Adventures in REDD+,  Conservation,  Forest Communities

Construction of Tree Nursery at Wildife Works HQ May 2010



By Jamie Hendriksen, Operations Manager

During the month of May 2010, Wildlife Works requested a call for partnership with local surrounding communities, the aim of which is to purchase up to 40,000 indigenous trees. It was decided that the construction of two new tree nurseries would be facilitated, in order to accommodate the seedlings provided by the local communities.

Due to the persistent water deprivation issues in the area, it was decided to locate the two new tree seedling nurseries on Rukinga Ranch alongside the existing tree nursery. This would ensure a reliable water source for the seedlings, from the nearby Mzima pipeline, and allow them to be nurtured to a healthy size before being planted out in the surrounding areas.

The construction of the two nurseries began on the 18th of June 2010, and fourteen local craftsmen have been working steadily on the project since then. The first nursery was completed by the 10th of July 2010 ready to accommodate the initial purchase of 15,000 indigenous tree seedlings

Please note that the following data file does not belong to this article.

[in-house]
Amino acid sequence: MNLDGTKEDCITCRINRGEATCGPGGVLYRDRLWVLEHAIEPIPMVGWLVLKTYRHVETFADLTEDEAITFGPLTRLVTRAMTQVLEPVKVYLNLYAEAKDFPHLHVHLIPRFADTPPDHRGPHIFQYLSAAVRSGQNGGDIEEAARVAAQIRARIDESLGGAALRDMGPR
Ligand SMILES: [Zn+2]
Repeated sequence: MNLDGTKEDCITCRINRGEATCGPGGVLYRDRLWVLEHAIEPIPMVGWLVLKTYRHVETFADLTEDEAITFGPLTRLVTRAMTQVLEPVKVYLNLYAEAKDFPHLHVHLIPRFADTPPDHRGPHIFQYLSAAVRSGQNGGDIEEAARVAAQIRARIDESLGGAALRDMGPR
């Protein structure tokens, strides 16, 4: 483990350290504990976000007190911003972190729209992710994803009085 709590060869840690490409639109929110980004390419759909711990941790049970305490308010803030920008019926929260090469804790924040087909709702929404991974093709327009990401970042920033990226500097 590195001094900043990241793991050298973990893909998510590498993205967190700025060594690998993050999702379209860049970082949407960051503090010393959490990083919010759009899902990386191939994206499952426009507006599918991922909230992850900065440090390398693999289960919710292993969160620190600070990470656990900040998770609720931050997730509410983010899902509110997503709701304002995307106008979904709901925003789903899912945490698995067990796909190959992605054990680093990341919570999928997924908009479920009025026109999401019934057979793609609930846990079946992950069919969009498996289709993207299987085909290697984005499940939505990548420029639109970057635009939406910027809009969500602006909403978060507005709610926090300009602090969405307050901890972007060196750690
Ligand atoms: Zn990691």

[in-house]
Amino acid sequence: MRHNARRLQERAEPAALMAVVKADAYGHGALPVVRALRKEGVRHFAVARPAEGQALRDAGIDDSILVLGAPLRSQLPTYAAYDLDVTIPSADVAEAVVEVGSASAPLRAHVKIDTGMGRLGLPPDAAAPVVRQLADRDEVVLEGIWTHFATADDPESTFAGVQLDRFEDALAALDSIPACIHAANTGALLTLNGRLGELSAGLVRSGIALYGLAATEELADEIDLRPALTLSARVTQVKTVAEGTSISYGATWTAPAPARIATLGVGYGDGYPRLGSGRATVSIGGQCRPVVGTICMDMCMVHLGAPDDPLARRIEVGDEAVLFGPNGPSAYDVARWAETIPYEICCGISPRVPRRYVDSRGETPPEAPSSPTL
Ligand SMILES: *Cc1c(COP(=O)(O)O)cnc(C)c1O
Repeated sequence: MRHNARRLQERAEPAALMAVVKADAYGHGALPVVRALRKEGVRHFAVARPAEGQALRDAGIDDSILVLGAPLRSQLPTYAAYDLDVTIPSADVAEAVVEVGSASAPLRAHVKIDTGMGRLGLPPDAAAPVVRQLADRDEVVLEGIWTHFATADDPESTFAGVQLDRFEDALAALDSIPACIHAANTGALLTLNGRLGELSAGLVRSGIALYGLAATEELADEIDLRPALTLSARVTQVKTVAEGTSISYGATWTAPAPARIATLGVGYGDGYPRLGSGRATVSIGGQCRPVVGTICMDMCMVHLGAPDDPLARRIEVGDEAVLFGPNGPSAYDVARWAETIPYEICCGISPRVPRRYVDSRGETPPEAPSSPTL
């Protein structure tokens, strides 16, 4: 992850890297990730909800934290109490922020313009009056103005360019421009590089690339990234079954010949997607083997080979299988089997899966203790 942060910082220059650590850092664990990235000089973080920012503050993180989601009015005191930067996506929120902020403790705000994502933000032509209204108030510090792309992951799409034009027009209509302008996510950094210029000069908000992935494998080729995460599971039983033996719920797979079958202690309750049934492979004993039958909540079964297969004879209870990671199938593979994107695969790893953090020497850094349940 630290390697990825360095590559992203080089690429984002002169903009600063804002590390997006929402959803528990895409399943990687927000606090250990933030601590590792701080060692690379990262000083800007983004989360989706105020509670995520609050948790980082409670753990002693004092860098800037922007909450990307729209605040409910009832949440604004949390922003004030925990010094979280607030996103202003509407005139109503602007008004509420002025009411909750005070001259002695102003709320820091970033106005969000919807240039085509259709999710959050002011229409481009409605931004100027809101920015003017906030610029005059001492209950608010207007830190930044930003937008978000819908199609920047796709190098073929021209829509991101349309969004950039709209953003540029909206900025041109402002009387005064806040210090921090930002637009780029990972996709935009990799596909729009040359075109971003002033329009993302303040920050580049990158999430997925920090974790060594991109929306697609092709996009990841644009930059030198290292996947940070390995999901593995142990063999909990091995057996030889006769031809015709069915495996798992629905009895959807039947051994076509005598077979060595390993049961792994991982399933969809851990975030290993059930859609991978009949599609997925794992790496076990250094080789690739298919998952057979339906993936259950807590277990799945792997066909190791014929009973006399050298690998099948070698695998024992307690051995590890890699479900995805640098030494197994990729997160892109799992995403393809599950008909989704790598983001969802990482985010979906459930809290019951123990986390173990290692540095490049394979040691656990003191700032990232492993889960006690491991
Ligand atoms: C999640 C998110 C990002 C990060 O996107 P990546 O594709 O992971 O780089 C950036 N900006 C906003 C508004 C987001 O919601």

The project is progressing well, and the final touches to the nurseries should be in place by the end of July 2010.

The roof of the nurseries is constructed from 60% shade-net, to afford the   seedlings ample shade from the sun.  Each of the nursery shades is suspended from highly tensioned wire and steel posts, and covers an area of 1,424 square feet.

The total area of the new seedling nurseries combined, therefore gives us 2,848 square feet of shade.

Over 5,000 stabilized mud bricks were pressed, to make the holding furrows for the seedlings.

The mud brick furrows were then plastered to protect them from irrigation over the years, some 2,560 feet of plastering

Water is being plumbed in from two storage tanks, and the entire tree nursery had to be chain link fenced, to prevent possible seedling damage from Dik- Diks and other herbivores.

The final result will be enough protected space to nurture up to 50,000 indigenous seedlings at any one time, and a create a significant impact in the reforestation of the Kasigau Corridor.

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